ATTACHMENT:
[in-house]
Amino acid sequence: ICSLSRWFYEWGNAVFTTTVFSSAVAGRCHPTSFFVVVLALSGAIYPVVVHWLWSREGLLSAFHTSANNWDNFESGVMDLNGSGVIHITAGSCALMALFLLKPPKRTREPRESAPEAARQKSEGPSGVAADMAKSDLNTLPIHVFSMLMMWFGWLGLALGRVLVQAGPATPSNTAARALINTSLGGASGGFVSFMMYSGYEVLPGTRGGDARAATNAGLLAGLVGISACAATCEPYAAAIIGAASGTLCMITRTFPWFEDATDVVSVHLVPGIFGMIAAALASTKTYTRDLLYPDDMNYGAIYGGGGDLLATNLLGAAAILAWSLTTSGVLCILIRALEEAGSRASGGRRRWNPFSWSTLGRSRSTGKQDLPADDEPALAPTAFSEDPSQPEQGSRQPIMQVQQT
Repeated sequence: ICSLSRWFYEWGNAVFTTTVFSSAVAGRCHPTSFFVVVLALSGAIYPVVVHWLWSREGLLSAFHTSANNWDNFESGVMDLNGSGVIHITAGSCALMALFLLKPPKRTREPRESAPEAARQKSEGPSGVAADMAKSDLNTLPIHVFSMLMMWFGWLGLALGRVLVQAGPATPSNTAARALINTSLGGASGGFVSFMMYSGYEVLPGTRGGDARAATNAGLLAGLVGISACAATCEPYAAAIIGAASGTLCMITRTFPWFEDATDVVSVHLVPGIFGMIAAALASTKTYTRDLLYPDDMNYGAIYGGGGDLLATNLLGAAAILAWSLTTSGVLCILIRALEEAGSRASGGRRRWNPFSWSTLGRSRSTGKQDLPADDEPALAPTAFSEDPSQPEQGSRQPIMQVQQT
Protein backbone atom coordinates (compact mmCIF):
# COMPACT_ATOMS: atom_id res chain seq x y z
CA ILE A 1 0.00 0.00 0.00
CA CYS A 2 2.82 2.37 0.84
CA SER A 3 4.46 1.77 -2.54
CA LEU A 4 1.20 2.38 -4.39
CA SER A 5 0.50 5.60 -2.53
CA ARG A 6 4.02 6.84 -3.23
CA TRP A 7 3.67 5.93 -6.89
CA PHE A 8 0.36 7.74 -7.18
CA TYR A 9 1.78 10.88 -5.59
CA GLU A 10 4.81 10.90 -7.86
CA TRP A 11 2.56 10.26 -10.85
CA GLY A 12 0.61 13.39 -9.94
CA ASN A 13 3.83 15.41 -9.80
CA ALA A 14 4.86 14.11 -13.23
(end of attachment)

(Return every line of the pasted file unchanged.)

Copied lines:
[in-house]
Amino acid sequence: ICSLSRWFYEWGNAVFTTTVFSSAVAGRCHPTSFFVVVLALSGAIYPVVVHWLWSREGLLSAFHTSANNWDNFESGVMDLNGSGVIHITAGSCALMALFLLKPPKRTREPRESAPEAARQKSEGPSGVAADMAKSDLNTLPIHVFSMLMMWFGWLGLALGRVLVQAGPATPSNTAARALINTSLGGASGGFVSFMMYSGYEVLPGTRGGDARAATNAGLLAGLVGISACAATCEPYAAAIIGAASGTLCMITRTFPWFEDATDVVSVHLVPGIFGMIAAALASTKTYTRDLLYPDDMNYGAIYGGGGDLLATNLLGAAAILAWSLTTSGVLCILIRALEEAGSRASGGRRRWNPFSWSTLGRSRSTGKQDLPADDEPALAPTAFSEDPSQPEQGSRQPIMQVQQT
Repeated sequence: ICSLSRWFYEWGNAVFTTTVFSSAVAGRCHPTSFFVVVLALSGAIYPVVVHWLWSREGLLSAFHTSANNWDNFESGVMDLNGSGVIHITAGSCALMALFLLKPPKRTREPRESAPEAARQKSEGPSGVAADMAKSDLNTLPIHVFSMLMMWFGWLGLALGRVLVQAGPATPSNTAARALINTSLGGASGGFVSFMMYSGYEVLPGTRGGDARAATNAGLLAGLVGISACAATCEPYAAAIIGAASGTLCMITRTFPWFEDATDVVSVHLVPGIFGMIAAALASTKTYTRDLLYPDDMNYGAIYGGGGDLLATNLLGAAAILAWSLTTSGVLCILIRALEEAGSRASGGRRRWNPFSWSTLGRSRSTGKQDLPADDEPALAPTAFSEDPSQPEQGSRQPIMQVQQT
Protein backbone atom coordinates (compact mmCIF):
# COMPACT_ATOMS: atom_id res chain seq x y z
CA ILE A 1 0.00 0.00 0.00
CA CYS A 2 2.82 2.37 0.84
CA SER A 3 4.46 1.77 -2.54
CA LEU A 4 1.20 2.38 -4.39
CA SER A 5 0.50 5.60 -2.53
CA ARG A 6 4.02 6.84 -3.23
CA TRP A 7 3.67 5.93 -6.89
CA PHE A 8 0.36 7.74 -7.18
CA TYR A 9 1.78 10.88 -5.59
CA GLU A 10 4.81 10.90 -7.86
CA TRP A 11 2.56 10.26 -10.85
CA GLY A 12 0.61 13.39 -9.94
CA ASN A 13 3.83 15.41 -9.80
CA ALA A 14 4.86 14.11 -13.23